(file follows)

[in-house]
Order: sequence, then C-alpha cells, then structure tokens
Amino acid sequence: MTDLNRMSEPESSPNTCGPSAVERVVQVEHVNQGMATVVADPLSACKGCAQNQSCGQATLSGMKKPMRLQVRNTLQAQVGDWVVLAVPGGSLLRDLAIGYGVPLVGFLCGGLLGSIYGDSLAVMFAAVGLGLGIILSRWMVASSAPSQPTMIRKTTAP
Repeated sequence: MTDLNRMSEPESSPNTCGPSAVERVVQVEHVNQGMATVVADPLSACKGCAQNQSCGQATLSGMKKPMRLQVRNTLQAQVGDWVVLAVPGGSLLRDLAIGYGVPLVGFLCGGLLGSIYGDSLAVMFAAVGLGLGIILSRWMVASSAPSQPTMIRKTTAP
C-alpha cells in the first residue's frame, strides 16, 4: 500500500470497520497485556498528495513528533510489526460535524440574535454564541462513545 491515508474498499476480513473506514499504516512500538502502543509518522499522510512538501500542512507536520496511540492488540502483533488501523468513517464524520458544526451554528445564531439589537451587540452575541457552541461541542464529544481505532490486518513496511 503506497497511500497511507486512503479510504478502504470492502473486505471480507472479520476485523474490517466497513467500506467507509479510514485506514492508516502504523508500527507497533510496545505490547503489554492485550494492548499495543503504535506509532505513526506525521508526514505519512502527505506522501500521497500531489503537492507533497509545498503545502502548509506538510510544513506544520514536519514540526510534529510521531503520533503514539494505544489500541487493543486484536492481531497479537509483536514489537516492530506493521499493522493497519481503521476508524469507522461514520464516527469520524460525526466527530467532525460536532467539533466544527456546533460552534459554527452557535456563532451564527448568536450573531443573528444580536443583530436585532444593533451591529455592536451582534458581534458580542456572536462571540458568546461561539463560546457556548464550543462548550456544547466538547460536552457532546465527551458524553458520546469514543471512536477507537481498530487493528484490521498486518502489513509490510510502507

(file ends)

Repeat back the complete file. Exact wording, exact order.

[in-house]
Order: sequence, then C-alpha cells, then structure tokens
Amino acid sequence: MTDLNRMSEPESSPNTCGPSAVERVVQVEHVNQGMATVVADPLSACKGCAQNQSCGQATLSGMKKPMRLQVRNTLQAQVGDWVVLAVPGGSLLRDLAIGYGVPLVGFLCGGLLGSIYGDSLAVMFAAVGLGLGIILSRWMVASSAPSQPTMIRKTTAP
Repeated sequence: MTDLNRMSEPESSPNTCGPSAVERVVQVEHVNQGMATVVADPLSACKGCAQNQSCGQATLSGMKKPMRLQVRNTLQAQVGDWVVLAVPGGSLLRDLAIGYGVPLVGFLCGGLLGSIYGDSLAVMFAAVGLGLGIILSRWMVASSAPSQPTMIRKTTAP
C-alpha cells in the first residue's frame, strides 16, 4: 500500500470497520497485556498528495513528533510489526460535524440574535454564541462513545 491515508474498499476480513473506514499504516512500538502502543509518522499522510512538501500542512507536520496511540492488540502483533488501523468513517464524520458544526451554528445564531439589537451587540452575541457552541461541542464529544481505532490486518513496511 503506497497511500497511507486512503479510504478502504470492502473486505471480507472479520476485523474490517466497513467500506467507509479510514485506514492508516502504523508500527507497533510496545505490547503489554492485550494492548499495543503504535506509532505513526506525521508526514505519512502527505506522501500521497500531489503537492507533497509545498503545502502548509506538510510544513506544520514536519514540526510534529510521531503520533503514539494505544489500541487493543486484536492481531497479537509483536514489537516492530506493521499493522493497519481503521476508524469507522461514520464516527469520524460525526466527530467532525460536532467539533466544527456546533460552534459554527452557535456563532451564527448568536450573531443573528444580536443583530436585532444593533451591529455592536451582534458581534458580542456572536462571540458568546461561539463560546457556548464550543462548550456544547466538547460536552457532546465527551458524553458520546469514543471512536477507537481498530487493528484490521498486518502489513509490510510502507